This village of 500 is alive again. Hammers are pounding, saws are ripping and horns blare as a mini-traffic jam develops in front of the lumberyard.

Residents and volunteers move with purpose to repair and rebuild following the Mississippi River flood in late July.In the nearby countryside, much of it still flooded, the silence is ominous in mid-October.

Where combines should be whirring to harvest the crops of golden corn and soybeans, the water grudgingly falls back, leaving gray, knee-high stalks, dead carp that don't shine in the autumn sun and a green slime of algae on the land.

Corn stalks cling to electric wires 15 feet off the ground. And huge metal grain bins lean like the Tower of Pisa, twisted off their foundations by wave action.

Despite frustrations, recovery appears assured for the little town, where only about a half dozen of the 230 homes will have to be demolished, according to Mayor John Lehr.

"Like Dorothy said (in "The Wizard of Oz"), 'There's no place like home,' " the mayor said. "We have a bunch of determined people here." About a dozen residents have moved back in, and Mr. Lehr said several more should be able to return by Thanksgiving.

In contrast, farm homes, grain bins, machinery sheds and other rural buildings in the flood plain of western Pike County, known as the Sny Basin, in many cases appear to have been damaged far more severely.

The Sny, which is 56 miles long, varies from 3 to 7 miles wide from the east bank of the Mississippi to an outcropping of limestone bluffs. A 28-foot levee on the river was the scene this summer of frantic efforts to keep the flood waters contained.

Even as the residents strive to recover, their top priority for the longer term is a quest for funds to raise the 52-mile levee to 35 feet. The projected cost is $1 million a mile, though some sections just about meet federal standards and wouldn't cost that much.

While damage costs are still being tallied, the estimate for Pike County is at least $25 million. That includes property damage of $5 million to $6 million in Hull, about the same to rural structures, more than $1 million to roads and bridges and $13 million to $14 million in crop damage.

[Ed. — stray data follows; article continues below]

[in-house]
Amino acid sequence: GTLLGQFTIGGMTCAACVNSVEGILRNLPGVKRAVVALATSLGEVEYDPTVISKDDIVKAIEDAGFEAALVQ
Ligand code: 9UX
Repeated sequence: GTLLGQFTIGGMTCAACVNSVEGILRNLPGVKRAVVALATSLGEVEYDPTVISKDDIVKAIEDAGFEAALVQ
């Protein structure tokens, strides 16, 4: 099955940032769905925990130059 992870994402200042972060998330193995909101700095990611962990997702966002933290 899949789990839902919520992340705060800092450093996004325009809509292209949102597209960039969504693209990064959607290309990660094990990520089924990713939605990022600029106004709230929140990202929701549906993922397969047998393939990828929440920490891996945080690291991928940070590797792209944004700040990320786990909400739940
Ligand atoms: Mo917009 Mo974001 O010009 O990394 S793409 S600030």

Area farmers are threatened on several fronts: Flood waters may not recede in time to plant next spring; government flood insurance policy may make rebuilding too expensive, or force costly changes in farming methods; improvements to the levee system are not assured, and government agencies are moving at an agonizingly slow pace when the farmers need quick answers to make business decisions.

There is a real fear that unless government policies are changed, many farmers won't be able to rebuild and the Sny Basin will become depopulated.

"During the flood fight, we saw the government at its best," said Blake Roderick, manager of the Pike County Farm Bureau. "There weren't any rules or regulations - we just got the job done."

Now, he said, it is government at its worst: "Our goal is trying to get people back in their home by Christmas, while some agency people are talking about having application forms ready by Dec. 1.

"We're seeing self-serving bureaucrats who are interested in getting their names in the paper and turf battles over authority," he said. "They've forgotten why they are employed by the people. They have no vision except how to pad their own little empire."

Or, as farmer Dan Lundberg, 46, put it, "I now think that battling the flood was easy compared with the frustrations of dealing with agencies as we try to recover."

The tall, lean Mr. Lundberg, who lost 20 pounds while fighting the flood, farms about 2,000 acres in the Sny, much of it rented. He figures the flood damage set his farming operation back about 10 years. He has received a crop disaster payment for the corn and soybeans that were destroyed, but "that was just about enough to pay my fertilizer and chemical bill."

The immediate issue farmers face is a Pike County flood insurance ordinance that follows federal guidelines. It can be amended, but changes have to be approved by the Federal Emergency Management Agency.

To qualify for federal flood insurance, structures that sustained more than 50 percent damage cannot be repaired. New buildings would have to be elevated to a height that could withstand a 100-year flood.

"As an example, suppose you have a 2-acre farmstead, which has to be elevated by 6 feet," said Bruce McKinzie, an agricultural engineer with Purdue University who is helping assess damages to farm buildings, particularly grain bins.

"It's a question of hauling dirt or digging a hole big enough to get enough dirt, in which case you're going to have a 2-acre hole 6 feet deep and at a not insignificant cost."

More realistically, he said, the farmer would face a big security problem if he couldn't rebuild his home but had to leave his machinery close to the fields.

Mr. Roderick said obstacles can be overcome: "We go around them. We go over them. Or we go through them."

It is hoped the ordinance can be modified so farmers will have confidence that it is workable, said architect Robert Diefenbach, who has been heading the damage assessment and rebuilding permit program in Hull for the Quincy firm of Poepping, Stone, Bach & Associates Inc., the town's consulting engineers.

"When we talk with FEMA, hopefully we've red-flagged the stuff in the ordinance that stinks, (for which) we've shown some alternative possibilities," he said. "If they don't sign off on it, they need to take it through channels right to the top. The farmers can't wait."

For the longer term, those in town and farmers agree that the major goal is to raise the levee on the Mississippi that protects the Sny Basin. But the mayor concedes it will be "a political and congressional dogfight."

"It is FEMA's idea that the people should be taken away from the water, and the Army Corps of Engineers' idea that the water should be kept away from the people," he said.